MINNEAPOLIS (WCCO) — Minnesotans know even the smallest amount of snow can throw a big wrench into a commute. It can also jack up the prices to use the MnPASS lane.

That has Jane from White Bear Lake wanting to know: How does MnDOT set the price of a MnPASS ride? Good Question.

MnPASS lanes along interstates 35W, 35E and 394 are in effect each weekday morning from 6 a.m. to 10 a.m., and afternoons from 3 p.m. to 7 p.m. The cost of the ride ranges from 25 cents to $8.

Where drivers enter is what they pay for the entire ride.

“Basically the price is figured out by how many cars are in the lane,” said Bobbie Dahlke with MnDOT.

There are loop detectors — or sensors – in the road at every half mile. Those loop detectors measure how many cars are in the MnPASS lane and how fast they are travelling.

gq mnpass lanes 0221t213157b How Does MnDOT Set The Price Of A MnPASS Ride?

(credit: CBS)

The pricing for the MnPASS lane is not directly affected by the traffic in the non-MnPASS lanes.

MnDOT computers then use that data to automatically update the pricing every three minutes. So if the sensors recognize a slow-down in the MnPASS lane, the price of the ride increases.

The idea is to keep the MnPASS lane flowing at 50 miles per hour.

“The price they see in front of them in downstream a ways, it’s not right in front of them,” Dahlke said. “So, people will call up and say, ‘There was no traffic.’ Well, sure, right in front of you there was no traffic, but down the lane, it indicates something has happened.”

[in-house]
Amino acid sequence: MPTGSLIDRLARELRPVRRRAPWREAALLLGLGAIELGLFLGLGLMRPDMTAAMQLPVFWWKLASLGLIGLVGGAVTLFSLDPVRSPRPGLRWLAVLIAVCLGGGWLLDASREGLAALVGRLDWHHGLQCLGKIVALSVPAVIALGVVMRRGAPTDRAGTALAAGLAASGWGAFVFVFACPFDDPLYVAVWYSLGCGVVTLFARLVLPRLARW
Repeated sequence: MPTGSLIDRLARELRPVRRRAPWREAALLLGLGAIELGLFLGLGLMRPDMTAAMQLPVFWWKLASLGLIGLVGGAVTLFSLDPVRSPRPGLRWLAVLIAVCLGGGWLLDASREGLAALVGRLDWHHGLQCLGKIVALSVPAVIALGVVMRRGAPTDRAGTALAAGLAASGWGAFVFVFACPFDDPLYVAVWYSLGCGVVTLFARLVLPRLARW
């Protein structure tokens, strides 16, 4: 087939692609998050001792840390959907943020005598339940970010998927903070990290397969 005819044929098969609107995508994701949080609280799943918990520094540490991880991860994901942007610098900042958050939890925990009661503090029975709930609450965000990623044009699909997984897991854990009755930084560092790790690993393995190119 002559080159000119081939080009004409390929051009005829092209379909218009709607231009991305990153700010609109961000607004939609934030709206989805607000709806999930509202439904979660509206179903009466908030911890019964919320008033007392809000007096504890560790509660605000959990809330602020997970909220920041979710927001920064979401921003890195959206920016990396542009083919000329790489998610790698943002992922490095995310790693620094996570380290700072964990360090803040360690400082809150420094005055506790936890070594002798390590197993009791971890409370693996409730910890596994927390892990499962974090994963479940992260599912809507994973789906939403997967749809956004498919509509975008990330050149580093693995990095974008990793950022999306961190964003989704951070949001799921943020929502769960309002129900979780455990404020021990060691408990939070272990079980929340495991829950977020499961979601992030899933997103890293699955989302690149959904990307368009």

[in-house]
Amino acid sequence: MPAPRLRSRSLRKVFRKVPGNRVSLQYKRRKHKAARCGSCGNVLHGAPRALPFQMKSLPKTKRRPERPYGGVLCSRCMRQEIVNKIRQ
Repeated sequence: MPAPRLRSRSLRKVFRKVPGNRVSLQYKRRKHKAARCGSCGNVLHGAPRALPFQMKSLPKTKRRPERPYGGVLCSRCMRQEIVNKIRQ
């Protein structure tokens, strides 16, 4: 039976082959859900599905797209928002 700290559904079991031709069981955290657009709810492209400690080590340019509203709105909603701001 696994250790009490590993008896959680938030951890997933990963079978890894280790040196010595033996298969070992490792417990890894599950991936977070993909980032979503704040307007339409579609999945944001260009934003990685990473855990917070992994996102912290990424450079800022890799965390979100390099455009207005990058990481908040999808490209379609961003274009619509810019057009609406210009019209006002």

Snow, accidents or congestion from other roads can have a big impact on how quickly the cars are moving.

When the price increases, people are less likely to jump into the lane. On a typical Tuesday morning, the 35W MnPASS lane in the morning average $2.48, has about 2,800 riders and brings in almost $7,000.

On a snowy morning, that same route will average $4.03, has about 2,300 riders and brings in slightly more than $9,000.

MnDOT officials said the MnPASS program is not a revenue generator for them because all of that money goes right back into maintaining the MnPASS system.

Dahlke said MnDOT research has shown having a MnPASS lane helps with congestion along that corridor because it encourages people to carpool or take public transportation.

“The point of the MnPASS lane is to relieve congestion, give people that reliable trip time and move more people through the corridor,” she said.

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